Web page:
These were the builders of our modern world; responsible for:
- Built environment and land transport.
- Public service, social reform and philanthropy.
- Early powered ships.
- Instrument makers.
Built environment and land transport
If you have ever crossed a stone or brick built bridge, you may have to thank William Chapman (Civil Engineer) for the fact that it is still standing. Bridges that crossed over canals and railways at an angel were difficult to make strong until William invented the “Skew” bridge, that made a strong and secure crossing for this type of bridge.
In the early days of the Industrial Revolution canals were the latest way of transporting goods (and people) quickly and cheaply, civil engineer, William Jessop built a large number of them and consulted on the construction of many more. Some times he was put in the shade by more flamboyant personalities, but he just “got on with it” quietly and efficiently.
Apart from the picturesque “olde worlde” scene (and camping), gas lighting has disappeared from our lives, but it must have been a revelation to our predecessors having light on tap and they have William Murdock to thank for it. Having walked all the way from his native Scotland to Birmingham he got a job with Boulton and Watt, and worked for his whole career with them, eventually becoming a senior manager to both of their sons.
Robert Mylne, was a Civil Engineer and Architect, who maintained the fabric of London’s St Paul’s Cathedral, and organised Nelsons lavish state funeral. He also build the original Blackfriars bridge across the Thames, to a novel design that reduced the number of supports needed in the river. He was the life-long engineer to one of London’s supplies of safe drinking water.
John Rennie built roads, bridges and harbours throughout the UK. He never seemed to stop working either directly involved in civil engineering projects, or acting as a consultant. Many of his structures still stand.
A prolific builder of roads and canals Thomas Telford built a large part of the UK’s major road network (toll roads) including all the buildings and bridges. His major canal work was the Caledonian Canal in Scotland.
A physical giant, for he was a big strong man know for his feats of strength. He was a giant of the early steam age too. Richard Trevithick built the first road going steam engines and was the first to use high pressure steam in his locomotives. An inventive man but never a business man, he suffered bankruptcy and worked in South America hoping to make his fortune. Sadly he died in obscurity and poverty.
Public service, social reform and philanthropy
William Allen, a Chemist who founded a company making “over the counter” medicines that the public trusted. He was a philanthropist who championed education for females.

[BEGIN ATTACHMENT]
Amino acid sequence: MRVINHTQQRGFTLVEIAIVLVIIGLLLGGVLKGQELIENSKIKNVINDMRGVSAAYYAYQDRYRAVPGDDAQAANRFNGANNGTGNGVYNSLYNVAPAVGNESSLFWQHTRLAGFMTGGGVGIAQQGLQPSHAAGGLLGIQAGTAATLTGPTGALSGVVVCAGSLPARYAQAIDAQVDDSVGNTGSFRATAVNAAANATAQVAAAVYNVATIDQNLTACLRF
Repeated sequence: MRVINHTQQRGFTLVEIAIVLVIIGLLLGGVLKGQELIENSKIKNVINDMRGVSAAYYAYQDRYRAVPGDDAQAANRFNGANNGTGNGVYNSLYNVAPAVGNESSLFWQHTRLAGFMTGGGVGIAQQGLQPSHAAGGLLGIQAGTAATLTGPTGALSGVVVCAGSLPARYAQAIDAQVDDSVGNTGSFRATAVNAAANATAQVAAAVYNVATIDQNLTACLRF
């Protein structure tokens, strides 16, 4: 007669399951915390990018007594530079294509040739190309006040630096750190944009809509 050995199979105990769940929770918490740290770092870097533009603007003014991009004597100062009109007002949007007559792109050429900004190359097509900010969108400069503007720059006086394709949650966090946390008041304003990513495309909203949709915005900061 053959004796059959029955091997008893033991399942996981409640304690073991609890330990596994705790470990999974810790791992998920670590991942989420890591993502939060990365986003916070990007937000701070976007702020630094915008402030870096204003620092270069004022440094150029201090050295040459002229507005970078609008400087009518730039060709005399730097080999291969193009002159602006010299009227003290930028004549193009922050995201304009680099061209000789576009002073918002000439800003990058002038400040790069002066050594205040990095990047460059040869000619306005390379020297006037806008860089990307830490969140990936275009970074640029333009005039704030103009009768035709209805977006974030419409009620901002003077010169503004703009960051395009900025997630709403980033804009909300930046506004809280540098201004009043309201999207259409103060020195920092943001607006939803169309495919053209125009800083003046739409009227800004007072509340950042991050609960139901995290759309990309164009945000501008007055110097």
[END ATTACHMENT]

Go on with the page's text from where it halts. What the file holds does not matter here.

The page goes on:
A great supporter of technology Davies Gilbert (also known at one time in his life as Davies Giddy Gilbert) campaigned as a Member of Parliament and dedicated committee member for the technology of his time. As a skilled, practical mathematician he helped a number of engineers bring their schemes to fruition and was able to produce reliable results that settled disputes between engineers, patentee’s and the law.
Before country doctor Edward Jenner developed vaccination, you were very likely to get smallpox (2 out of 3 did), and if you got it you would either die (1 in 4 did) or be badly disfigured, or blinded by it. Jenner’s discovery stopped all that, and relieved people from one of the disease curses of their times.
Benjamin Thompson also know by his Austrian title as Count Rumford, was a physicist interested in the properties of heat. Not only was he interested in the theory, he put his theories into practice and made a more heat-efficient fire place that did not put smoke into the room. Starting life in America he left there because of his dislike for the American Revolution and its anti-royalist slant. He came to Europe where he worked on his science.
Early powered ships
Thomas Dundas (Lord Dundas) was not featured in either the book or the engraving, but he is so strongly connected with the development of powered ships he cannot be left out.
Patrick Miller made his money from banking and went on to support people with good ideas such as William Symington and Alexander Nasmyth.
As well as being a talented portrait and landscape artist Alexander Nasmyth was an inventive engineer, who gave the modern world the Bow String girder used in bridges and roofs spanning wide spaces, paddle and screw propulsion for ships and “noise free” riveting. He did not benefit from his inventions because he did not patent them.
William Symington, was a brilliant and inventive Scot’s mining engineer who turned his talent for machines to improving the steam engine and with the support of Patrick Miller and Lord Dundas made the steam ship a reality.
The electric telegraph of Cooke & Wheatstone and Morse was built on the pioneering work of Francis Ronalds. He was also a meteorologist.
Edward Troughton, made the machines that made gear wheels for clocks and machines accurate and consistent in size